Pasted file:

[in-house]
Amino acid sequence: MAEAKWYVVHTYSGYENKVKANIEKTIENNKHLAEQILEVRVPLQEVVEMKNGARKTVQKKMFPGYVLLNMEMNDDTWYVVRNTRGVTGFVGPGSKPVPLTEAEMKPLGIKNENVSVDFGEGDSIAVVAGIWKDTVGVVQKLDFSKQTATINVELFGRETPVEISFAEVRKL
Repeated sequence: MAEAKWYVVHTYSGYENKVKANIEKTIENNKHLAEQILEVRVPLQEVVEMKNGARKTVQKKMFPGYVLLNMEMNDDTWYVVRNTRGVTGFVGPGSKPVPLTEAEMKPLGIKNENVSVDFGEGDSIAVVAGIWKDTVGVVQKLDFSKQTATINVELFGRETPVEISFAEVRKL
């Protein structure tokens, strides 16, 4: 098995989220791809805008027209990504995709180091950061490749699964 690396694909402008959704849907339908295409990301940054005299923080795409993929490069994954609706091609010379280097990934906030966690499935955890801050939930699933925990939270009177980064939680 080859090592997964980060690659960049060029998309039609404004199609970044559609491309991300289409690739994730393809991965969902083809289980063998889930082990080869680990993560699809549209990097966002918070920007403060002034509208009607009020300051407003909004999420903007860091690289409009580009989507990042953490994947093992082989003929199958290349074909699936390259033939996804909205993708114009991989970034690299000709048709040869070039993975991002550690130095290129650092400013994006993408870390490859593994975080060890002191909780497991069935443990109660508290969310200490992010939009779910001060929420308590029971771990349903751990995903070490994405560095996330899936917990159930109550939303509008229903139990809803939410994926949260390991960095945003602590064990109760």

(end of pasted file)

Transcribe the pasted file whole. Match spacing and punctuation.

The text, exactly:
[in-house]
Amino acid sequence: MAEAKWYVVHTYSGYENKVKANIEKTIENNKHLAEQILEVRVPLQEVVEMKNGARKTVQKKMFPGYVLLNMEMNDDTWYVVRNTRGVTGFVGPGSKPVPLTEAEMKPLGIKNENVSVDFGEGDSIAVVAGIWKDTVGVVQKLDFSKQTATINVELFGRETPVEISFAEVRKL
Repeated sequence: MAEAKWYVVHTYSGYENKVKANIEKTIENNKHLAEQILEVRVPLQEVVEMKNGARKTVQKKMFPGYVLLNMEMNDDTWYVVRNTRGVTGFVGPGSKPVPLTEAEMKPLGIKNENVSVDFGEGDSIAVVAGIWKDTVGVVQKLDFSKQTATINVELFGRETPVEISFAEVRKL
């Protein structure tokens, strides 16, 4: 098995989220791809805008027209990504995709180091950061490749699964 690396694909402008959704849907339908295409990301940054005299923080795409993929490069994954609706091609010379280097990934906030966690499935955890801050939930699933925990939270009177980064939680 080859090592997964980060690659960049060029998309039609404004199609970044559609491309991300289409690739994730393809991965969902083809289980063998889930082990080869680990993560699809549209990097966002918070920007403060002034509208009607009020300051407003909004999420903007860091690289409009580009989507990042953490994947093992082989003929199958290349074909699936390259033939996804909205993708114009991989970034690299000709048709040869070039993975991002550690130095290129650092400013994006993408870390490859593994975080060890002191909780497991069935443990109660508290969310200490992010939009779910001060929420308590029971771990349903751990995903070490994405560095996330899936917990159930109550939303509008229903139990809803939410994926949260390991960095945003602590064990109760």